BACKGROUND: Given the economic and social divide that exists in South Africa, it is critical to manage the health response of its residents to the Covid-19 pandemic within the different socio-economic contexts that define the lived realities of individuals .
OBJECTIVE: The objective of this study is to analyse the Covid-19 preventive behaviour and the socio-economic drivers behind the health-response behaviour . DATA: The study employs data from waves 1 and 2 of South Africa's nationally representative National Income Dynamics Study (NIDS) -Coronavirus Rapid Mobile Survey (CRAM). The nationally representative panel data has a sample of 7073 individuals in Wave 1 and 5676 individuals in Wave 2 .
METHODS: The study uses bivariate statistics, concentration indices and multivariate estimation techniques, ranging from a probit, control-function approach, special-regressor method and seemingly unrelated regression to account for endogeneity while identifying the drivers of the response behaviour . FINDINGS: The findings indicate enhanced behavioural responsiveness to Covid-19 . Preventive behaviour is evolving over time; the use of face mask has overtaken handwashing as the most utilised preventive measure . Other measures, like social distancing, avoiding close contact, avoiding big groups and staying at home, have declined between the two periods of the study . There is increased risk perception with significant concentration among the higher income groups, the educated and older respondents . Our findings validate the health-belief model, with perceived risk, self-efficacy, perceived awareness and barriers to preventive strategy adoption identified as significant drivers of health-response behaviour . Measures such as social distancing, avoiding close contact, and the use of sanitisers are practised more by the rich and educated, but not by the low-income respondents .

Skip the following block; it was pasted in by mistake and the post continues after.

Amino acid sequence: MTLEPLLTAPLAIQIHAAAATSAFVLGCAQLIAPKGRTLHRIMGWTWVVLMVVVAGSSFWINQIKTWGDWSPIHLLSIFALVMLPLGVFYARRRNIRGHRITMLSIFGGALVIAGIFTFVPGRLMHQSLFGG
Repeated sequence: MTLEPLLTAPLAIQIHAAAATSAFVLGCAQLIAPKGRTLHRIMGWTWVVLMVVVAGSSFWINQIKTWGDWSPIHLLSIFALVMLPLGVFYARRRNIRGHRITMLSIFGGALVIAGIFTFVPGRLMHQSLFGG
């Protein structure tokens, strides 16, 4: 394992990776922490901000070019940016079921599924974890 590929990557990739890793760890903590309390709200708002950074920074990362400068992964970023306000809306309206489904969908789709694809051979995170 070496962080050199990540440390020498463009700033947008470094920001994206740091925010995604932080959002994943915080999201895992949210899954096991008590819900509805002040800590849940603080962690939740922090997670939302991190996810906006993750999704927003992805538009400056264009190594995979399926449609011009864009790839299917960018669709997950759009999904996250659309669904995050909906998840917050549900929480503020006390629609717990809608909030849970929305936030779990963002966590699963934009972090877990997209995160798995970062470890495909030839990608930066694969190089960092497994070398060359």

CONCLUSION: The respondents from lower socio-economic backgrounds are associated with optimism bias and face barriers to the adoption of preventive strategies . This requires targeted policy attention in order to make response behaviour effective.